Rather than talking about where the problems you are having have come from, CBT is more concerned with changing how you respond to stressful situations and help you to essentially condition yourself to cope with problems in a more manageable way. CBT is a great way to overcome day to day anxiety and unhelpful habits, such as Obsessive Compulsive Disorder and help lesson symptoms from unwanted thought patterns. It is also something that can be used on a day-to-day basis, either integrated into another therapy type or as a standalone process.

The Psychodynamic approach is the type of therapy people often think of when they imagine traditional therapy and it is rooted in the idea of there being a subconscious layer to our brain. It is mainly concerned with looking for patterns in behaviour and looking back at when these patterns formed and what purpose they serve both then and now. Working closely with the idea of the subconscious- most commonly associated with dreams and ‘Freudian slips’, it explores the idea that we may have feelings or emotions driving our behaviour which may not be rational or indeed conscious to us. Exploring where these unconscious responses originated from can help us figure out why we respond to things in different ways and if these responses or coping mechanisms are still useful to us in our adult lives.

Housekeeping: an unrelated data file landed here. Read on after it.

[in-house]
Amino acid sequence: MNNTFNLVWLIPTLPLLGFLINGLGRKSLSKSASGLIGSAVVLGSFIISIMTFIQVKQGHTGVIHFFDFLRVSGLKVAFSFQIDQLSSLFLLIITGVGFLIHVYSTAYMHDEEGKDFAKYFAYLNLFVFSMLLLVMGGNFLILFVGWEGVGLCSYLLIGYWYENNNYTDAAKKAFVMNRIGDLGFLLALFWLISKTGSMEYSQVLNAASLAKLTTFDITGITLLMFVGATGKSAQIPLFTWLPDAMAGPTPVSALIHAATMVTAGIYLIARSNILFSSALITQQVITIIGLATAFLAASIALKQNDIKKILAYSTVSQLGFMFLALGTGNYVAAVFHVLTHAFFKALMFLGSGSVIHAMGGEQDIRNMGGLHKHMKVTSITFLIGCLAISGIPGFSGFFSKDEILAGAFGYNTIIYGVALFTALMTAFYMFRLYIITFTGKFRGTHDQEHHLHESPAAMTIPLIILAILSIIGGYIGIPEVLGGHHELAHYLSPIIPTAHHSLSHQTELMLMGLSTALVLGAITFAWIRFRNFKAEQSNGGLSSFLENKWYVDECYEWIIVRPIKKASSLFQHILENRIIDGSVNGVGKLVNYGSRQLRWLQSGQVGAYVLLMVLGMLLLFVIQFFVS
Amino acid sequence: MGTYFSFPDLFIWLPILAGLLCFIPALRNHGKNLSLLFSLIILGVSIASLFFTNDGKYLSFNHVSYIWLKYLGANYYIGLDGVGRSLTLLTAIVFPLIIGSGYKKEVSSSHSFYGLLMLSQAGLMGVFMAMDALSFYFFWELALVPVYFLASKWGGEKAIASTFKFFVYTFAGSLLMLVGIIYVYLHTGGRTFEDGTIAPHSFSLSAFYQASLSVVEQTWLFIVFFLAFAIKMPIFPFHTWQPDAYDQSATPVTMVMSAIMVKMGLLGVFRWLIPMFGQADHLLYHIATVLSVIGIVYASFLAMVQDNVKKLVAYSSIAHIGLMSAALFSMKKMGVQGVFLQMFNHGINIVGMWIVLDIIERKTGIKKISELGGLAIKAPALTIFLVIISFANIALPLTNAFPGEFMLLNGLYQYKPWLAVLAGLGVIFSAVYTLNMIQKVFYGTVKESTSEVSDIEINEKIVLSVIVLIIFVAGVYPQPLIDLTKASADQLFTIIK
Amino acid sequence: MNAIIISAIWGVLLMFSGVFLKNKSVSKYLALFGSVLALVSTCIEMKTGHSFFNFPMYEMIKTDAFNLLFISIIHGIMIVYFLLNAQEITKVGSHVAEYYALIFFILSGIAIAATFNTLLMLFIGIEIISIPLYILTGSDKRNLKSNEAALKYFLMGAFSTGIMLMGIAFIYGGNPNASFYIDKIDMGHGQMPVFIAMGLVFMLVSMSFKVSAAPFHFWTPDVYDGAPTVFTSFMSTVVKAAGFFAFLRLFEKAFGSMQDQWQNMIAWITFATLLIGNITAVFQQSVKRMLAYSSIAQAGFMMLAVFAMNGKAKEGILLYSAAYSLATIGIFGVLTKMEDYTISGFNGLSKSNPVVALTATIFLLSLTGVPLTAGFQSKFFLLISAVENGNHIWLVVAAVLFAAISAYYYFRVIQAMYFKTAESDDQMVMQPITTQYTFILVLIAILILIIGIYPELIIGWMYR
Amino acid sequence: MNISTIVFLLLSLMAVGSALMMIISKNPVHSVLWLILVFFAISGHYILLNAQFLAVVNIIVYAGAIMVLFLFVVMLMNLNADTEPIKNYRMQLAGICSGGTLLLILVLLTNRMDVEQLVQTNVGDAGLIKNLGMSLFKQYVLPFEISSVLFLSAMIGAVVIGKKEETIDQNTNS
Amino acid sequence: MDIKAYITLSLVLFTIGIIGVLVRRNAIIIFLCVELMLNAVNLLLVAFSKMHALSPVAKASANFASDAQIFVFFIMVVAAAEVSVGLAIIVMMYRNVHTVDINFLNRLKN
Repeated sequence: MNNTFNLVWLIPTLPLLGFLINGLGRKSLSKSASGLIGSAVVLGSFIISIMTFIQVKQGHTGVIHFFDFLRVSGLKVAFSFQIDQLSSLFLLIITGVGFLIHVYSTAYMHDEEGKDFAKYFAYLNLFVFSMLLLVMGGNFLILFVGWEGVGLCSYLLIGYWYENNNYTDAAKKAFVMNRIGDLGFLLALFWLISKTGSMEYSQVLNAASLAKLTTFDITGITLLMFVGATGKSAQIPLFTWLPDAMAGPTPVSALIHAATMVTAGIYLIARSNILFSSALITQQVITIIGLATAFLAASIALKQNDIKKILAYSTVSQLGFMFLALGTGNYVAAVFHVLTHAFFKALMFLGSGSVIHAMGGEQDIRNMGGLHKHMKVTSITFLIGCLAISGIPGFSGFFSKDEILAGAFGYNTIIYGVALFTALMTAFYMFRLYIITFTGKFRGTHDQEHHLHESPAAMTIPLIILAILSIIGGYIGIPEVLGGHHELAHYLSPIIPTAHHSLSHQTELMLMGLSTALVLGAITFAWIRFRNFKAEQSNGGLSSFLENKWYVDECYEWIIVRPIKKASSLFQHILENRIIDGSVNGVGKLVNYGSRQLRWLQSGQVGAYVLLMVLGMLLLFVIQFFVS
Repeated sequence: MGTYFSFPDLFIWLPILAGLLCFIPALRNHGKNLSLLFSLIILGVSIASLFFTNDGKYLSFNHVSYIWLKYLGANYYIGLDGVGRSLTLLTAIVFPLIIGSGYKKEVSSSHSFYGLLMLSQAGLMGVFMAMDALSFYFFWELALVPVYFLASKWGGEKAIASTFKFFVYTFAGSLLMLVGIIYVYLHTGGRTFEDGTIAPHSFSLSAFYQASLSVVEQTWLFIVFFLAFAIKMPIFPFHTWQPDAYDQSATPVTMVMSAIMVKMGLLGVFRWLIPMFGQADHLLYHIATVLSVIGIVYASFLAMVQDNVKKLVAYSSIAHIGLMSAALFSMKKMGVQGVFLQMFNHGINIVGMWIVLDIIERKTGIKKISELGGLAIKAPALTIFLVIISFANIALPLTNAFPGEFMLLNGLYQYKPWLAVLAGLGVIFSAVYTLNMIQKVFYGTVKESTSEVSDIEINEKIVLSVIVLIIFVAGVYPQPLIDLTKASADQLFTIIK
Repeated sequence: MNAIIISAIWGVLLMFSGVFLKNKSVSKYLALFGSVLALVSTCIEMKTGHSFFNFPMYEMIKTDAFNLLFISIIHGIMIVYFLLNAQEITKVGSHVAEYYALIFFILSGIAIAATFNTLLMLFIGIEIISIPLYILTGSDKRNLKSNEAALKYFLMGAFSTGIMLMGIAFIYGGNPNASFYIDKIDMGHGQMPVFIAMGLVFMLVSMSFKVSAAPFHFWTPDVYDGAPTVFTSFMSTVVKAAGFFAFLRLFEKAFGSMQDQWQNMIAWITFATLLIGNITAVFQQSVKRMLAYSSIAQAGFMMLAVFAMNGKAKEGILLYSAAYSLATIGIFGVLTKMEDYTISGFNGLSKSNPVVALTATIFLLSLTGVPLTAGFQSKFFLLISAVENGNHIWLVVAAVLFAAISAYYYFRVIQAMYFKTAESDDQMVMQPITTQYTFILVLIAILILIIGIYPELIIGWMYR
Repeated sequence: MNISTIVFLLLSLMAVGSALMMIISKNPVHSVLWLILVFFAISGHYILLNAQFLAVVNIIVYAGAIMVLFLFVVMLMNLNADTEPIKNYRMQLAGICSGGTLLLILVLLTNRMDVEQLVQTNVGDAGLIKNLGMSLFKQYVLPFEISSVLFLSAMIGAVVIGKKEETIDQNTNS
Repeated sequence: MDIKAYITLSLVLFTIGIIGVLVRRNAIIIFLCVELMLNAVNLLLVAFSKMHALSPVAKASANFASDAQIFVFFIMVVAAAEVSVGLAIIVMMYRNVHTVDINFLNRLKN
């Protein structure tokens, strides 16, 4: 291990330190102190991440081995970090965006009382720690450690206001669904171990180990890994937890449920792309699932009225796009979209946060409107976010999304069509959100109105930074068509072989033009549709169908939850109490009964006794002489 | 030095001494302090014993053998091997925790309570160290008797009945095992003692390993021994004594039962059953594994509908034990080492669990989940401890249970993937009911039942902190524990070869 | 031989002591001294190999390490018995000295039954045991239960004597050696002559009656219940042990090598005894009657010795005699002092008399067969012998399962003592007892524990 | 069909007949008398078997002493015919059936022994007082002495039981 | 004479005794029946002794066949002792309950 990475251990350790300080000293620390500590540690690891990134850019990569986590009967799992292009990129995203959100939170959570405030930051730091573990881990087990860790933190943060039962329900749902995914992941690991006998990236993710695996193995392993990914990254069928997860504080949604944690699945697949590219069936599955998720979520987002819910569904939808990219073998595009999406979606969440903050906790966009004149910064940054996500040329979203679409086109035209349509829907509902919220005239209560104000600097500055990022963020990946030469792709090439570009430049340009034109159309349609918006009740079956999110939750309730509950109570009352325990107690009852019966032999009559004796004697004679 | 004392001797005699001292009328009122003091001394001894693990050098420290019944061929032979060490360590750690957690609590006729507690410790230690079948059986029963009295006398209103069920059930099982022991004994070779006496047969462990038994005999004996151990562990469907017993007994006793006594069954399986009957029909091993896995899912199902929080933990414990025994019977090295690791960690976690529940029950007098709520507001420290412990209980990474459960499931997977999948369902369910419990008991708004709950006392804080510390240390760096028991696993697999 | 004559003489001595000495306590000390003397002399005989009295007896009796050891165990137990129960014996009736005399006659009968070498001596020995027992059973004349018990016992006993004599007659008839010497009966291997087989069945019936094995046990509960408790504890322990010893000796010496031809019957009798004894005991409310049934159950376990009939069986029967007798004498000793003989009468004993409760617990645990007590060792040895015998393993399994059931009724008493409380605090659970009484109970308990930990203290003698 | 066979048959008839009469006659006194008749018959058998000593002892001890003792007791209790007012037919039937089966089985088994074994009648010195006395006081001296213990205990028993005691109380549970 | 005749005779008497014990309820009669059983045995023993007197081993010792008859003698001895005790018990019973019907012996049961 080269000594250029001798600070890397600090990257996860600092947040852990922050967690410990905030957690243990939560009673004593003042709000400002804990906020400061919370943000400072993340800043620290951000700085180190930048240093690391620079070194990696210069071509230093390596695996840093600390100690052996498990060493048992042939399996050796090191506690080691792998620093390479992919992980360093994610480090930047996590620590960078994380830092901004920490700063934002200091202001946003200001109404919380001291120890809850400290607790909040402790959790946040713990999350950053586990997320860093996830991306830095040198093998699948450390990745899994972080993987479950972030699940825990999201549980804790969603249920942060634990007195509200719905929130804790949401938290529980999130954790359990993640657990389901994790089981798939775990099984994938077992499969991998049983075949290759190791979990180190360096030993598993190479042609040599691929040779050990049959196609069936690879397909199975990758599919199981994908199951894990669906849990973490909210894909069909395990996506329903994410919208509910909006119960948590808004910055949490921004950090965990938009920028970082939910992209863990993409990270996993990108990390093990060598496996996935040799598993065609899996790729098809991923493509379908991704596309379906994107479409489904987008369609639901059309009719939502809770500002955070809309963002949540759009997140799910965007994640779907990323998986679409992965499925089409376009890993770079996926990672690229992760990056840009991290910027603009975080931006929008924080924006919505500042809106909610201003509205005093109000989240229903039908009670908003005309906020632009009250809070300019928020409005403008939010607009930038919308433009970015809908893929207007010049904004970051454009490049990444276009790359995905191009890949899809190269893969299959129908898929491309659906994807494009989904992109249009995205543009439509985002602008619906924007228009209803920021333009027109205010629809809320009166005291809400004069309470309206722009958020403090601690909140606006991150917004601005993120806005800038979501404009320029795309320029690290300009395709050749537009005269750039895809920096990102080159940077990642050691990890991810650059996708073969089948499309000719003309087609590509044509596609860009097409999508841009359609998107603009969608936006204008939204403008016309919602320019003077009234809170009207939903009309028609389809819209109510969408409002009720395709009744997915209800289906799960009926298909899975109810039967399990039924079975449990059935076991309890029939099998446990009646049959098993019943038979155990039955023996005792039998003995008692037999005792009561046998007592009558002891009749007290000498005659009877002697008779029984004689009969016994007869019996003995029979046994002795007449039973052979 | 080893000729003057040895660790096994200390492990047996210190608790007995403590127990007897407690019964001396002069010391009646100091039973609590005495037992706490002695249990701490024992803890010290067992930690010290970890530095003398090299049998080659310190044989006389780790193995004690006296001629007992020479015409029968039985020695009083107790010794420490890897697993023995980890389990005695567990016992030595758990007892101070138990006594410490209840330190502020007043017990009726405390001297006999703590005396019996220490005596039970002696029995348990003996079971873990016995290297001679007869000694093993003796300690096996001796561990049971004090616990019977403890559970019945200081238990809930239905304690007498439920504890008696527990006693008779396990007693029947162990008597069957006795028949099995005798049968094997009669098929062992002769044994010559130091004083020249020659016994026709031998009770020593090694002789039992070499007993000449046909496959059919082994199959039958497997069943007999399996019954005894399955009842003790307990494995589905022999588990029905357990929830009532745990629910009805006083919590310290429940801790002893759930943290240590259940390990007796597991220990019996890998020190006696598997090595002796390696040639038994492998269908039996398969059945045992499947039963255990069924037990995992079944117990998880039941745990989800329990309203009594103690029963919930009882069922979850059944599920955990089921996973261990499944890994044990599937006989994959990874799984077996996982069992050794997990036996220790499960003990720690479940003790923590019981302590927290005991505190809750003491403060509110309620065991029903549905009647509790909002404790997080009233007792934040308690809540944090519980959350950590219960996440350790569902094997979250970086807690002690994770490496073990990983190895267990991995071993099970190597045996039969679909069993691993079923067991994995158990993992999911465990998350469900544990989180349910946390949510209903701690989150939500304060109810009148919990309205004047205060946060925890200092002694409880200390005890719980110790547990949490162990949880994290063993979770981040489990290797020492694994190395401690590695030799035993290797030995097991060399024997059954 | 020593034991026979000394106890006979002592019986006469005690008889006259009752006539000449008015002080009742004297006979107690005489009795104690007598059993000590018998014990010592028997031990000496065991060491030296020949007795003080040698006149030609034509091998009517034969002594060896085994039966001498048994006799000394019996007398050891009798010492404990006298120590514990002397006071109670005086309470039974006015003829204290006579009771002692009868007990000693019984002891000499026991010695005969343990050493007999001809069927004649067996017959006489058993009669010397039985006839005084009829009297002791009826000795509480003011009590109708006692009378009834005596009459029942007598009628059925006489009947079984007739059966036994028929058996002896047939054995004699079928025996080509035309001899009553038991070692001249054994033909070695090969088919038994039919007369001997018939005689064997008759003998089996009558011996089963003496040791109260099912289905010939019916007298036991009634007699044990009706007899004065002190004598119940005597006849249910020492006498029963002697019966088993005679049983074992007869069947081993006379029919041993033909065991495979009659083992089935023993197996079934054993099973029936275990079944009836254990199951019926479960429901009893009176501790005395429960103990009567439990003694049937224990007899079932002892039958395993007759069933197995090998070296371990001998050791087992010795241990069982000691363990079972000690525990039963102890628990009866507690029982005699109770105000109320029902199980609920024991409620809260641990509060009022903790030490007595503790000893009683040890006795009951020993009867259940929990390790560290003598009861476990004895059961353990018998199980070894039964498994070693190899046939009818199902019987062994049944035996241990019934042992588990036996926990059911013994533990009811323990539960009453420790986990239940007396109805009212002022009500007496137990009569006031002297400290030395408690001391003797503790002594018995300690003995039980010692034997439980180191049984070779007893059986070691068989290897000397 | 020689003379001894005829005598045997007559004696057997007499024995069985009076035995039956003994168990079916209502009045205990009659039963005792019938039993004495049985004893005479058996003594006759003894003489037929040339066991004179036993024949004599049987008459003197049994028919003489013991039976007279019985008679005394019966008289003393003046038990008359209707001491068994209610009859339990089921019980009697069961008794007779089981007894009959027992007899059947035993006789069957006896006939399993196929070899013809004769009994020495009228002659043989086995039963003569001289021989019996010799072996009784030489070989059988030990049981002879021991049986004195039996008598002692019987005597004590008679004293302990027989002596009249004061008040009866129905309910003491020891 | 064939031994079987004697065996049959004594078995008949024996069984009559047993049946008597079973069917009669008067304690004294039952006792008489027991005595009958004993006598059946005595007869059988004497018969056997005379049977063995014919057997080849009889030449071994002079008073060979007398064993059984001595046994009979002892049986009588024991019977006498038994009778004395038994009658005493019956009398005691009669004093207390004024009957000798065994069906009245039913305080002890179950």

While CBT is great for coping with the symptoms of mental health problems, Psychodynamic counselling is interested in finding out where these symptoms have come from and what coping strategies we are using to try to cope with day-to-day issues. In a psychodynamic setting it is likely that a therapist will ask you lots of questions about your childhood memories, what your family dynamic is like and what your understanding of your past and present situations are. This type of therapy also works to create an environment where you can be curious about looking at these situations in different ways and challenge unhelpful thought patterns.